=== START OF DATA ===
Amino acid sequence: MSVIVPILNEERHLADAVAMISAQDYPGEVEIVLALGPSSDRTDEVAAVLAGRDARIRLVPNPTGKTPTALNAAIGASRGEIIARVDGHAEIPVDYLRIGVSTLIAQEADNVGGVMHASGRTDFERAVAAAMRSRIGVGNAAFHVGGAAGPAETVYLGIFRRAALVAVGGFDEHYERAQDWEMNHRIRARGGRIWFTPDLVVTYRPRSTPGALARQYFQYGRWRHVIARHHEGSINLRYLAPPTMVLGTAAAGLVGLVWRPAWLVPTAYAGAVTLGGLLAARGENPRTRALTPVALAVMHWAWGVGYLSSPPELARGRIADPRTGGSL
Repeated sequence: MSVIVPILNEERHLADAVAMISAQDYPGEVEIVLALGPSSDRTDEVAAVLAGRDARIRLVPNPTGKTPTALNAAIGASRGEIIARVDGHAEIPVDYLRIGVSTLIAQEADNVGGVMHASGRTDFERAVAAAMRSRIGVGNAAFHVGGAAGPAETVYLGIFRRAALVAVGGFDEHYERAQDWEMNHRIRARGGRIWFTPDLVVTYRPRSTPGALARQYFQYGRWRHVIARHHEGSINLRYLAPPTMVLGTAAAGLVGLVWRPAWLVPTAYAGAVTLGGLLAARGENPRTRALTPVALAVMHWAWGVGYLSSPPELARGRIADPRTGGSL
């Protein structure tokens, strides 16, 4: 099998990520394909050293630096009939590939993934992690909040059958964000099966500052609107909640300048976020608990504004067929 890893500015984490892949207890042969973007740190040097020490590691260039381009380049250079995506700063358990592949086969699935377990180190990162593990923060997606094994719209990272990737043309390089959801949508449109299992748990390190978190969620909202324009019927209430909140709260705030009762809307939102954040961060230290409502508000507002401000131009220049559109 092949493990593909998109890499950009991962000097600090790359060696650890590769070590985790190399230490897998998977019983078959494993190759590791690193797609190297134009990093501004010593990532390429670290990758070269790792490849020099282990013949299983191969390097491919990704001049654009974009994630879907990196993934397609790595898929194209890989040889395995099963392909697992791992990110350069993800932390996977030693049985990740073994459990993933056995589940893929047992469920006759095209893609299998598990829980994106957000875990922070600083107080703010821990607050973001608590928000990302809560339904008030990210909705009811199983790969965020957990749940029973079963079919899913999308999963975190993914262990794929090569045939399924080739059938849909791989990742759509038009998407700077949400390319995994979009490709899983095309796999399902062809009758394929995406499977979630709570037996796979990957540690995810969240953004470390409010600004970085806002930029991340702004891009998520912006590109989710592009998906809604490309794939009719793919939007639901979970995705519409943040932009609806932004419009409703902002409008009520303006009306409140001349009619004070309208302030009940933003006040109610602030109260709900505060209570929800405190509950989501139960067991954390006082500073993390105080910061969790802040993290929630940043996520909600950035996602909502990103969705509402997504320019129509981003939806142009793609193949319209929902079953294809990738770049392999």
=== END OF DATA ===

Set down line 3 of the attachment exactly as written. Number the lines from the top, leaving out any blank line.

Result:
């Protein structure tokens, strides 16, 4: 099998990520394909050293630096009939590939993934992690909040059958964000099966500052609107909640300048976020608990504004067929 890893500015984490892949207890042969973007740190040097020490590691260039381009380049250079995506700063358990592949086969699935377990180190990162593990923060997606094994719209990272990737043309390089959801949508449109299992748990390190978190969620909202324009019927209430909140709260705030009762809307939102954040961060230290409502508000507002401000131009220049559109 092949493990593909998109890499950009991962000097600090790359060696650890590769070590985790190399230490897998998977019983078959494993190759590791690193797609190297134009990093501004010593990532390429670290990758070269790792490849020099282990013949299983191969390097491919990704001049654009974009994630879907990196993934397609790595898929194209890989040889395995099963392909697992791992990110350069993800932390996977030693049985990740073994459990993933056995589940893929047992469920006759095209893609299998598990829980994106957000875990922070600083107080703010821990607050973001608590928000990302809560339904008030990210909705009811199983790969965020957990749940029973079963079919899913999308999963975190993914262990794929090569045939399924080739059938849909791989990742759509038009998407700077949400390319995994979009490709899983095309796999399902062809009758394929995406499977979630709570037996796979990957540690995810969240953004470390409010600004970085806002930029991340702004891009998520912006590109989710592009998906809604490309794939009719793919939007639901979970995705519409943040932009609806932004419009409703902002409008009520303006009306409140001349009619004070309208302030009940933003006040109610602030109260709900505060209570929800405190509950989501139960067991954390006082500073993390105080910061969790802040993290929630940043996520909600950035996602909502990103969705509402997504320019129509981003939806142009793609193949319209929902079953294809990738770049392999």